A joint venture I started in western China was particularly vexing for me. My employer was the majority owner, but I was half a world away and the partner had their headquarters in the same city as the venture. Visiting for a board meeting once every few months became an exercise in frustration, as pretty much everything agreed to at the last meeting had been "forgotten" by the next, and activities in the joint venture reverted to the agenda of the minority share partner. This had everything to do with the amount of day-to-day contact the partner had with managers in the joint venture. Even when we appointed a board member who resided in Beijing, the situation barely improved. It wasn't until that board member spent close to fifty percent of his time at the JV, that the situation began to turn around.
Unfortunately, by then it was too late -- the venture was out of cash, and no one had a stomach for pumping more money into the frustrating business.
Another joint venture, this one in Brazil, provided a different lesson, this on the importance of history. My employer entered a joint venture with a local manufacturer, and a family member of the minority partner ran the business. The senior management team consisted of managers hired by the minority partner before we became involved (in fact, we were a competitor during those days). The management team had been through severe ups and downs together, including hyperinflation and a bankruptcy. Because of the shared history among this tight-knit team, I never had a chance of capturing their loyalty. And although the general manager of this operation was relatively easy to work with -- and saw things eye-to-eye with me much more often than he did not -- the lack of control still created problems on several occasions. This particularly when I was concerned about the potential of trade embargo violations.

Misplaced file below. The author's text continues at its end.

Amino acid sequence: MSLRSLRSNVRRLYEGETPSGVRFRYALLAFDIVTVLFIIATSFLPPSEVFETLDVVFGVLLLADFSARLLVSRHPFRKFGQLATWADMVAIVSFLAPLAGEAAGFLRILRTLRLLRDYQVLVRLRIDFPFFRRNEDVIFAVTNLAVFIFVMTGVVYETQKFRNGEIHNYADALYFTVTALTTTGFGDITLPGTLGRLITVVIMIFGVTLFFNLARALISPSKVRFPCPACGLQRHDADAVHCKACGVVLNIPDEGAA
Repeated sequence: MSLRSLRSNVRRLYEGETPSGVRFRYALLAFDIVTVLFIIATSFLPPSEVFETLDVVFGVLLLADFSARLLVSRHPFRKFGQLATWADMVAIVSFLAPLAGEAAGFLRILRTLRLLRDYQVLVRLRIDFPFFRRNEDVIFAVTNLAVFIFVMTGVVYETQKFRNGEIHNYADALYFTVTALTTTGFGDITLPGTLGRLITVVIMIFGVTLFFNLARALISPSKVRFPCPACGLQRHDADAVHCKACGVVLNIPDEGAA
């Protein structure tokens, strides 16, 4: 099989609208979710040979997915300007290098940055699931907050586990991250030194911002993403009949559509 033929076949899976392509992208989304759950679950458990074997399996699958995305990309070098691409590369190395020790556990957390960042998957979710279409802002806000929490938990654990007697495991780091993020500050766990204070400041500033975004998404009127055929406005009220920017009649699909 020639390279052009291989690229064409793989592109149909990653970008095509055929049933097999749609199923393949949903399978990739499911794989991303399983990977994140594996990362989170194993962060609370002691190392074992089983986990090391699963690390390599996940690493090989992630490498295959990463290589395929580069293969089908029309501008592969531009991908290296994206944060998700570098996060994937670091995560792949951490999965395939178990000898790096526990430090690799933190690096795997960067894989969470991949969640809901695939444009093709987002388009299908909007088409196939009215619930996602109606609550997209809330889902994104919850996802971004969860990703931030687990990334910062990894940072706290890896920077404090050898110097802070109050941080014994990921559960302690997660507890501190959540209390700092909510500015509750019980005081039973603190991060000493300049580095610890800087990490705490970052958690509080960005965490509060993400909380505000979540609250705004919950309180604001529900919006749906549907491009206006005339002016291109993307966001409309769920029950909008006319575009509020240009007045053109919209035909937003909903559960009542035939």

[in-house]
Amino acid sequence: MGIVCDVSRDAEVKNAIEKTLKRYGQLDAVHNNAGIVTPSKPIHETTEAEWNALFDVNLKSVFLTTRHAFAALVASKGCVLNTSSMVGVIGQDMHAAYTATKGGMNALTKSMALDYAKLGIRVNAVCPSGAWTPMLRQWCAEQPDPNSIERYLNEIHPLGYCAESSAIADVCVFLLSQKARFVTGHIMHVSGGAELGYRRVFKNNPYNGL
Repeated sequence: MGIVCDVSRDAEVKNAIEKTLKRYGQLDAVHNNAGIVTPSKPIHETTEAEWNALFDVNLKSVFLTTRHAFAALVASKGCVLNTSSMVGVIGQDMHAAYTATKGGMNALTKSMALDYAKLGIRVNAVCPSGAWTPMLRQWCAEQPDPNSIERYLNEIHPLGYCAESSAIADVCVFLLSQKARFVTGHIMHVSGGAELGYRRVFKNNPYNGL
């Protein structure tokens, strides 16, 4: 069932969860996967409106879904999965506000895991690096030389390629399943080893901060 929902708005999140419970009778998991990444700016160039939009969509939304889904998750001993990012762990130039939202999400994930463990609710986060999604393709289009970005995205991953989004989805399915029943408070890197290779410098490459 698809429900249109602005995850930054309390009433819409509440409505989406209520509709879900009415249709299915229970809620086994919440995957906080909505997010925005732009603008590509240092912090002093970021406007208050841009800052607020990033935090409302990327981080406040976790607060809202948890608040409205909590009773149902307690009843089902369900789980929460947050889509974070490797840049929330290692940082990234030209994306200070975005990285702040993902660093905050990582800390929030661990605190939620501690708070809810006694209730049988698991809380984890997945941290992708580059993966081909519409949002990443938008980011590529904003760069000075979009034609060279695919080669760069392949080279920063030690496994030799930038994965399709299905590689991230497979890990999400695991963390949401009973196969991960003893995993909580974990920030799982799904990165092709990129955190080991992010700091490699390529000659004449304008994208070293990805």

A joint venture in India also proved to be problematic, this time because of the future prospects of a key manager. In this case, the general manager of the operation had been hired from outside of the partner's organization specifically to prevent the type of problems I described in the above Brazil example. Unfortunately, the partner promised this manager would have a long term career and plenty of opportunities with them -- a promise we couldn't match. Because of his future prospects were with the minority partner and not with us, his loyalty went laid in the same direction. In this case, that loyalty went so far that he allowed the partner to divert profits from the venture into one of the partner's businesses by agreeing to a component supply contract with massively inflated prices.
As you can see from the above examples, control counts for something, but loyalty counts for more. And while capturing and retaining the loyalty of key employees is most challenging with international ventures, it happens within domestic markets, as well.
If you're contemplating a partnering arrangement, spend plenty of time assessing and designing the venture so you capture the loyalty of the key employees. If you already have such a venture, take whatever actions you can to shift the loyalty equation in your favor to the maximum degree possible. Your time and money spent will help ensure you aren't facing a disastrous difference of opinions somewhere down the road. 20.6
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If you are intrigued by the ideas presented in my blog posts, check out some of my other writing.
Non-Fiction: NAVIGATING CORPORATE POLITICS